Rice Essence, Embodied Spirits

When we talk about the harvest, we naturally think of abundance. For Asians, the abundance come in forms of rice and sometimes fruits and vegetables.

In Borneo, the abundance of rice harvest is slowly but surely decreasing as more farmers opt for better paying cash crops especially oil palm.  Furthermore, many younger generations with decent education would normally migrate to cities in search for office jobs. Even those with below average education prefer working at construction sites or factories.

As we reflect on the events related to harvest, we immediately remember harvest festivals; Gawai, Kaamatan and Panen.  Much of the merrymaking still remains but the weight of the attention draws further from what it is supposed to be. The rice harvest.

What is hasvest festival without the harvest?

At this juncture where modernization and religion grabs a hold of the civilization, it is easy to lose sight of our roots. It has become almost forgivable that we need not teach our young the real meaning of the celebration.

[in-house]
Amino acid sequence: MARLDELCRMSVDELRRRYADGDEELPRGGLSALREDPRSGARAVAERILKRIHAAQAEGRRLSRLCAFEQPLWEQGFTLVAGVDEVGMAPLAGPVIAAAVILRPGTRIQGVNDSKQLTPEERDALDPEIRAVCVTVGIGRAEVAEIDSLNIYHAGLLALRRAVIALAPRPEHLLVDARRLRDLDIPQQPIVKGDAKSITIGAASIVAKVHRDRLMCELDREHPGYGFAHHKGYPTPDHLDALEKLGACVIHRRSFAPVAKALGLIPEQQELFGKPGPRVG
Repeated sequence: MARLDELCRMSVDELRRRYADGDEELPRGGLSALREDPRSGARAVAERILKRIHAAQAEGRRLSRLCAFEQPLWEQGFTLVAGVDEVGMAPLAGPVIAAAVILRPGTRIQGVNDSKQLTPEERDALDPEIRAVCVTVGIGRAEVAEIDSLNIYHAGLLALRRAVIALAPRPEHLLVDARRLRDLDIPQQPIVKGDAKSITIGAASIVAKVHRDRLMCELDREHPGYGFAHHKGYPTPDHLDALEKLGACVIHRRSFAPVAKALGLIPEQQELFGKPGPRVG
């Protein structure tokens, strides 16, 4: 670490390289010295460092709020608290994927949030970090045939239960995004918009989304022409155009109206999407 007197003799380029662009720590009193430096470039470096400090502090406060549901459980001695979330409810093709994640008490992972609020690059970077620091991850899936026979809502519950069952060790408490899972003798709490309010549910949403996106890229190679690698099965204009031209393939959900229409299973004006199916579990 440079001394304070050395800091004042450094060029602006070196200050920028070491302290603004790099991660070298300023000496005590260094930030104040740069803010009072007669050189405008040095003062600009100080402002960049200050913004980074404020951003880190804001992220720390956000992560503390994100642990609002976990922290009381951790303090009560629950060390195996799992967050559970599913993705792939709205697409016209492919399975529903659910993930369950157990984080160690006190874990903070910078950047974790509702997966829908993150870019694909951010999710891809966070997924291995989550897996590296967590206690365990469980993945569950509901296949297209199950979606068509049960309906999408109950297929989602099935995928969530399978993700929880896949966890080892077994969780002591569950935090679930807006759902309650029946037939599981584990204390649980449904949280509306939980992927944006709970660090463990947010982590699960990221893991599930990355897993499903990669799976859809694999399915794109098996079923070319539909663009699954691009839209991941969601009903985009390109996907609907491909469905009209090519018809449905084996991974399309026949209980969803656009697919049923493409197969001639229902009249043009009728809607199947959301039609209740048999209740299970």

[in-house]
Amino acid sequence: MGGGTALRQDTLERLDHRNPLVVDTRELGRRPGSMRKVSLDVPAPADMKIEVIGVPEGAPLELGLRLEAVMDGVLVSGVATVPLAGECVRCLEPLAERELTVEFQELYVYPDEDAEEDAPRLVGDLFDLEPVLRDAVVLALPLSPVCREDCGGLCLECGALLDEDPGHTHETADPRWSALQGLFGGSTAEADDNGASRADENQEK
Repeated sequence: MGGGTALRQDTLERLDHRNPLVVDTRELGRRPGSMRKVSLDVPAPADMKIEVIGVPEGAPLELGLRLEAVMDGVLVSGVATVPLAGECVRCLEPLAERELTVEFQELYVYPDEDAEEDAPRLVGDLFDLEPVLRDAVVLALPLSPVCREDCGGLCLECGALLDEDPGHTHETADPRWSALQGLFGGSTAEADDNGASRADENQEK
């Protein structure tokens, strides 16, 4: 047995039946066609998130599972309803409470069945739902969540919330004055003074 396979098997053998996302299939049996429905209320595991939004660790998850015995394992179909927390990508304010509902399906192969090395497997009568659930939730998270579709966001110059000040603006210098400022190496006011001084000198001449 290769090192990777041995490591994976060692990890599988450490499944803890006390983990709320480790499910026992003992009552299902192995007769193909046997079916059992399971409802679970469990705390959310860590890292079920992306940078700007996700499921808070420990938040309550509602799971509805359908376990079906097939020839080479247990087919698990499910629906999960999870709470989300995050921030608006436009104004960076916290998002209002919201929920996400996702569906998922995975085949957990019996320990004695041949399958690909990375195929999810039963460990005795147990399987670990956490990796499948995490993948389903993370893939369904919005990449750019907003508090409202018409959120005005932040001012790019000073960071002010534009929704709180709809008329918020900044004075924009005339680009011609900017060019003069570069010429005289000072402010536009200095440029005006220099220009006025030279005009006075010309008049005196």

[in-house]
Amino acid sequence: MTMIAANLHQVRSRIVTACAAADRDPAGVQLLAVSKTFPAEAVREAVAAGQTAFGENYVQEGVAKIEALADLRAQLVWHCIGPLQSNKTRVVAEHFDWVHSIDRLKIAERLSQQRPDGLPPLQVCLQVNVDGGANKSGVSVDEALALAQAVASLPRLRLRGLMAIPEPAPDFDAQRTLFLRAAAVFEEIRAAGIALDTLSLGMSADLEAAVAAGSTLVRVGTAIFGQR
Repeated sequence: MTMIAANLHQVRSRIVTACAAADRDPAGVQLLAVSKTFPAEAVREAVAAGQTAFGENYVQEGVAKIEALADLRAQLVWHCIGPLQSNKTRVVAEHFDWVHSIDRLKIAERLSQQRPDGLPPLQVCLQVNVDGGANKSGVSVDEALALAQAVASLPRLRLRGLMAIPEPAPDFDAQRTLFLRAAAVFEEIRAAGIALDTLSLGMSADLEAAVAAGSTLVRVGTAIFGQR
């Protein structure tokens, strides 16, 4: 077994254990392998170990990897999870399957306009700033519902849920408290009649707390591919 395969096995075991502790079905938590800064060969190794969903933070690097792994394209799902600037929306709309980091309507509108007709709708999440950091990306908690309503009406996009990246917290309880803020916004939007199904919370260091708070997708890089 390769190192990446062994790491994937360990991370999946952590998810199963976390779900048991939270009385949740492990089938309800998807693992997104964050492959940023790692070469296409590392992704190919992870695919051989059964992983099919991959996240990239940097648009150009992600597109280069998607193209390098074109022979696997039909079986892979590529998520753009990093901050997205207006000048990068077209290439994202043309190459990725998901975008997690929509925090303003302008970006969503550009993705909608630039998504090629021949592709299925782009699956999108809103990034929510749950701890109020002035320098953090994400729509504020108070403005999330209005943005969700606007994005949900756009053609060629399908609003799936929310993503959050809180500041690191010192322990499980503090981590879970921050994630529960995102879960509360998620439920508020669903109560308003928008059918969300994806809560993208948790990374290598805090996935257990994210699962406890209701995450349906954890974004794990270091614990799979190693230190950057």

But all is not lost. Because the churches are now paying tribute to the harvest during thanksgiving sessions after church services. Even pongal experiences a revival among the christians as the church supports the celebration of this Indian harvest festival. 

As for me, I am happy to report that people are upbeat about the idea of rice wine as the spirit of the harvest.  Gone are the days when Tuak is seen as the cheap brew to get high and drunk silly. People like the idea of taking tuak to another level, where it has a chance to be on par with French wines and Japanese sake.

It's time we pay tribute to the art of rice cultivation.  More needs to be done to raise the appreciation towards noble rice farmers. They need all the help they can get to achieve good yields and a bountiful harvest.  The more people come together to support the movement, the sooner we can get things moving. 

It's time to promote our own rice culture and get the masses to celebrate the essence of rice and the embodied spirits, in every sense of the word.